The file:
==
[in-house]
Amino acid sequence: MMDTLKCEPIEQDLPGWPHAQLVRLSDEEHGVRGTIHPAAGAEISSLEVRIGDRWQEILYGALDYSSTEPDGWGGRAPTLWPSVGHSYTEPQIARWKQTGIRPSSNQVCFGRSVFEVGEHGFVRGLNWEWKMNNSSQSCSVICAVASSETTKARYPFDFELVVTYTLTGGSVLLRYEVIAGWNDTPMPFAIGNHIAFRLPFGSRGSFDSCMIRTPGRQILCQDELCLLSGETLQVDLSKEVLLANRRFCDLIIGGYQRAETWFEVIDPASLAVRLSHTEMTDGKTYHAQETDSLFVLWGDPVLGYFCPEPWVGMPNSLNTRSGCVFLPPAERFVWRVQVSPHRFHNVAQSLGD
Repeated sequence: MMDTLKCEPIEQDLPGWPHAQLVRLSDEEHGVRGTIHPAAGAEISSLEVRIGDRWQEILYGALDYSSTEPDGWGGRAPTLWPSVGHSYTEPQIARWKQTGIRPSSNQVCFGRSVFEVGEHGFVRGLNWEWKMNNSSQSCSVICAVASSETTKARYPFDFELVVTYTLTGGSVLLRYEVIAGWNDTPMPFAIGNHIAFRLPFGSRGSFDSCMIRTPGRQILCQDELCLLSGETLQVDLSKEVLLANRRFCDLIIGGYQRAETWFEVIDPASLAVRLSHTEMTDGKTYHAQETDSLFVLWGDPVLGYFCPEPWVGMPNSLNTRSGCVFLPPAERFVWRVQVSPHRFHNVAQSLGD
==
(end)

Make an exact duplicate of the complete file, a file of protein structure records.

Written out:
[in-house]
Amino acid sequence: MMDTLKCEPIEQDLPGWPHAQLVRLSDEEHGVRGTIHPAAGAEISSLEVRIGDRWQEILYGALDYSSTEPDGWGGRAPTLWPSVGHSYTEPQIARWKQTGIRPSSNQVCFGRSVFEVGEHGFVRGLNWEWKMNNSSQSCSVICAVASSETTKARYPFDFELVVTYTLTGGSVLLRYEVIAGWNDTPMPFAIGNHIAFRLPFGSRGSFDSCMIRTPGRQILCQDELCLLSGETLQVDLSKEVLLANRRFCDLIIGGYQRAETWFEVIDPASLAVRLSHTEMTDGKTYHAQETDSLFVLWGDPVLGYFCPEPWVGMPNSLNTRSGCVFLPPAERFVWRVQVSPHRFHNVAQSLGD
Repeated sequence: MMDTLKCEPIEQDLPGWPHAQLVRLSDEEHGVRGTIHPAAGAEISSLEVRIGDRWQEILYGALDYSSTEPDGWGGRAPTLWPSVGHSYTEPQIARWKQTGIRPSSNQVCFGRSVFEVGEHGFVRGLNWEWKMNNSSQSCSVICAVASSETTKARYPFDFELVVTYTLTGGSVLLRYEVIAGWNDTPMPFAIGNHIAFRLPFGSRGSFDSCMIRTPGRQILCQDELCLLSGETLQVDLSKEVLLANRRFCDLIIGGYQRAETWFEVIDPASLAVRLSHTEMTDGKTYHAQETDSLFVLWGDPVLGYFCPEPWVGMPNSLNTRSGCVFLPPAERFVWRVQVSPHRFHNVAQSLGD